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Maniac (Dwain Esper, 1934, 51 min.)

I ordinarily don’t believe in “so bad it’s good.” Most films that are lauded as classics of camp, pinnacles of putrescence, and groundbreakers of godawfulness are simply not worth watching. Certainly it’s possible to have a good time laughing at a truly awful film, but that’s time better spent watching something worthwhile. I program a series of schlocky 1950s and 1960s horror and sci-fi film, but I wouldn’t show them if I didn’t see anything of value in them.

Which makes the 1934 exploitation film Maniac such a shock, for it is a truly wretched film that I enjoyed, partly because of and partly in spite of its excessive excrescence. It’s a nasty little film aimed at the lowest, most prurient denominator, but it achieves its goals with such aplomb that I couldn’t help but applaud it. You can almost see husband-and-wife team Dwain and Hildagarde Esper cackling to themselves in front of a large chalkboard, doing lines of coke off the asses of shackled sex slaves and shouting out depravities to include in their filth-fest.

Its release is of historical note, too, as it helped me understand a little better what the Catholic Legion of Decency and other pro-censorship groups were so upset about by 1934, when the infamous Hayes Code was implemented. The harsh crackdown on cinematic prurience of any sort, imposing restrictions that took three decades to cast off, always seemed to me a bit of an overreaction. I had always chalked it up to presentism—that because I was raised in a more permissive time, I couldn’t put myself in the shoes of a 1930s viewer no matter how hard I tried. But if Maniac is any indication of the kinds of films that made it onto less-reputable movie screens, I can understand why people were so upset.

The story, if I may call it that, involves a master of disguise named Maxwell (Bill Woods) on the run from the law who takes a gig as the assistant to the mad Dr. Meirschultz (Horace Carpenter) who’s working on a serum that will raise the dead. Yes, I sort of wondered about all that too, but let’s just go with it. The doctor and Maxwell sneak into a morgue and use the serum successfully on a beautiful female corpse, but that’s not enough for Dr. Crazy. He insists that Maxwell commit suicide so that the doctor can give him a new heart and then revive him. Maxwell wisely shoots his boss, and then unwisely disguises himself as the doctor. Things start to really go wrong when he starts treating patients, and even worse when his buxom ex-wife shows up with news that Maxwell has inherited a bundle. What’s a crook disguised as a mad doctor going to do in this situation except go mad himself?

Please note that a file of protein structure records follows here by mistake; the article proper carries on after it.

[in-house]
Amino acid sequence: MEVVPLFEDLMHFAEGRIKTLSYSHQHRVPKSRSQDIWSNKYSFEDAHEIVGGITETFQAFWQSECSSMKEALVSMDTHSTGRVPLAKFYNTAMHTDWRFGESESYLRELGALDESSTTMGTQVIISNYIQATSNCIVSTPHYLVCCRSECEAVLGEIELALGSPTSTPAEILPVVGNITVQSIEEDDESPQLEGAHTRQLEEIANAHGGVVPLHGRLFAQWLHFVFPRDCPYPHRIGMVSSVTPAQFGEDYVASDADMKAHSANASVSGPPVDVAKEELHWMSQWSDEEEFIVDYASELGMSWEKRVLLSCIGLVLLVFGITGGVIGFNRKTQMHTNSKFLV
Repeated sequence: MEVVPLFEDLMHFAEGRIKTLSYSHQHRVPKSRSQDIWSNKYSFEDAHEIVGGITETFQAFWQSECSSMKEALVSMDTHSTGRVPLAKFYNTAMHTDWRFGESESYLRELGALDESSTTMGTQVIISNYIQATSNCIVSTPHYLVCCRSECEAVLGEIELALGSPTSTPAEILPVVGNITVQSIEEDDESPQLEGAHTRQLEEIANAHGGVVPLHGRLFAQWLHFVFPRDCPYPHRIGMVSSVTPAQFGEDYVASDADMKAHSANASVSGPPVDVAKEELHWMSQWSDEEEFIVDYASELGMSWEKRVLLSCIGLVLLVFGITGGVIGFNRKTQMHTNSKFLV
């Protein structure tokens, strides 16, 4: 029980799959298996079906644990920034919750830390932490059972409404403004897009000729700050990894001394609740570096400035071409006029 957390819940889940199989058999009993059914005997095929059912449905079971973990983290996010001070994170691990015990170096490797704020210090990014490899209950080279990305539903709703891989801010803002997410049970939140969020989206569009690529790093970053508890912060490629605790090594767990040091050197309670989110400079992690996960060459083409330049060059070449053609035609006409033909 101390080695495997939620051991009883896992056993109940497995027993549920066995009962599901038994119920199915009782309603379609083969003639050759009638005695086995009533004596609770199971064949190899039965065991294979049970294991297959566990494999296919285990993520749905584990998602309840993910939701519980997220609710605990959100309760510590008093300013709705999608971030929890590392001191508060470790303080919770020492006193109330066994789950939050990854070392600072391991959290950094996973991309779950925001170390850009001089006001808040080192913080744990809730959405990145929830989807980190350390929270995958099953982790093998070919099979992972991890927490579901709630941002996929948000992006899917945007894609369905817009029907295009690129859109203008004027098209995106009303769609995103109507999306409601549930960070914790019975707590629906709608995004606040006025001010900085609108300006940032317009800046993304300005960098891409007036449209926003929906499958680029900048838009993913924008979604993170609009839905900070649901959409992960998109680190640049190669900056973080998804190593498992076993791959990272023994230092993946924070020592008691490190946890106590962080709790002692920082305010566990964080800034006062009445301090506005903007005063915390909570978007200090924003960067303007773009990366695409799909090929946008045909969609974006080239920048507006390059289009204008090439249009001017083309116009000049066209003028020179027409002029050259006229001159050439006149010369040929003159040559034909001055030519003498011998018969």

Although the film features silent-movie-style intertitles about mental illness in an effort to pass itself off as educational, it’s more interested in violence and women in various states of undress. There’s an extended sorority room scene that exists only to provide recently bathed young gals in their undies, exchanging double-entendre-laden dialogue that sometimes lacks the second entendre. After Maxwell injects one of his patients with some random potion, the patient gives the single greatest, most awful interpretation of going insane in the history of the movies—then he runs around ripping off ladies’ tops, revealing their breasts over and over. Phyllis Diller is in there (clothed!) as the patient’s wife, and she has some kind of scheme up her sleeve that never really made sense.

I felt like the film history version of Joe Bob Briggs watching Maniac, counting outrages and nipples (I lost count of both), swept away by its depravity and then shocked back into the present by its cheapness. One example: it’s clear that when Maxwell squeezes out a cat’s eye and then eats it, he’s not really squeezing out its eye, but instead the filmmakers seem to have put a glass bead into the empty eye socket of a one-eyed cat; then, in a different shot, Maxwell eats a grape or something and chortles about how it’s like eating an oyster or a grape. But dear god, the filmmakers put a glass bead into the empty eye socket of a one-eyed cat, and had their character pretend to eat it. That’s a level of dedication that I just have to respect, even though, if I believed in hell, I’d guess the filmmakers were there right now for the crimes they committed against good taste and the animal kingdom with this film. I heartily recommend watching it.